Introduction

Making the Connection

WE ALL KNOW that exercise makes us feel better, but most of us have no idea why. We assume it’s because we’re burning off stress or reducing muscle tension or boosting endorphins, and we leave it at that. But the real reason we feel so good when we get our blood pumping is that it makes the brain function at its best, and in my view, this benefit of physical activity is far more important — and fascinating — than what it does for the body. Building muscles and conditioning the heart and lungs are essentially side effects. I often tell my patients that the point of exercise is to build and condition the brain.

In today’s technology-driven, plasma-screened-in world, it’s easy to forget that we are born movers — animals, in fact — because we’ve engineered movement right out of our lives. Ironically, the human capacity to dream and plan and create the very society that shields us from our biological imperative to move is rooted in the areas of the brain that govern movement. As we adapted to an ever-changing environment over the past half million years, our thinking brain evolved from the need to hone motor skills. We envision our hunter-gatherer ancestors as brutes who relied primarily on physical prowess, but to survive over the long haul they had to use their smarts to find and store food. The relationship between food, physical activity, and learning is hardwired into the brain’s circuitry.

But we no longer hunt and gather, and that’s a problem. The sedentary character of modern life is a disruption of our nature, and it poses one of the biggest threats to our continued survival. Evidence of this is everywhere: 65 percent of our nation’s adults are overweight or obese, and 10 percent of the population has type 2 diabetes, a preventable and ruinous disease that stems from inactivity and poor nutrition. Once an affliction almost exclusively of the middle-aged, it’s now becoming an epidemic among children. We’re literally killing ourselves, and it’s a problem throughout the developed world, not merely a province of the supersize lifestyle in the United States. What’s even more disturbing, and what virtually no one recognizes, is that inactivity is killing our brains too — physically shriveling them.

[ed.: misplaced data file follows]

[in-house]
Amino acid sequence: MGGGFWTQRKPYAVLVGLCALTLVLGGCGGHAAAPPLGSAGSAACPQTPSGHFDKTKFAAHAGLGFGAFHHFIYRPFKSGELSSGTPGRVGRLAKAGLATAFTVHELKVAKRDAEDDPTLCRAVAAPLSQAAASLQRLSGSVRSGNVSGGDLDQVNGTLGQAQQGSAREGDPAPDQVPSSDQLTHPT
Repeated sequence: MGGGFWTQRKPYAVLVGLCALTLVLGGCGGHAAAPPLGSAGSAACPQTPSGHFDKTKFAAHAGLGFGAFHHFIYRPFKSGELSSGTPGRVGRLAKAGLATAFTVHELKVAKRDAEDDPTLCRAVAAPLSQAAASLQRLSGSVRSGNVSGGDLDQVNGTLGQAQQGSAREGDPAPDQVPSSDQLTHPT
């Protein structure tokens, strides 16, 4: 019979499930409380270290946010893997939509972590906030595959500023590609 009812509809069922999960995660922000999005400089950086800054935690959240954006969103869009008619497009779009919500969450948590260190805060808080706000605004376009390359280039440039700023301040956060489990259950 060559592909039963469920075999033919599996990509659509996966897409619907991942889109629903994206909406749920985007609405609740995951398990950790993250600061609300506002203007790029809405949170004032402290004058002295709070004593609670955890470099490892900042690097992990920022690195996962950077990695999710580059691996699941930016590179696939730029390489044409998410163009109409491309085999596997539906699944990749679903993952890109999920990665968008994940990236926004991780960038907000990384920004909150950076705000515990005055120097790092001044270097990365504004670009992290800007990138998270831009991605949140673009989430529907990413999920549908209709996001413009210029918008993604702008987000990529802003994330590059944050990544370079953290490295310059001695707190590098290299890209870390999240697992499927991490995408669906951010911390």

Our culture treats the mind and body as if they are separate entities, and I want to reconnect the two. The mind-body connection has fascinated me for years. My very first lecture, to fellow medical professionals at Harvard, in 1984, was titled “The Body and Psychiatry.” It focused on a novel drug treatment, for aggression, that affected both the body and the brain, which I stumbled on as a resident working in the Massachusetts state hospital system. My experience working with the most complicated psychiatric patients set me on a path of investigation into the ways in which treating the body can transform the mind. It’s been an enthralling journey, and though it continues, it’s time to deliver that message to the public. What neuroscientists have discovered in the past five years alone paints a riveting picture of the biological relationship between the body, the brain, and the mind.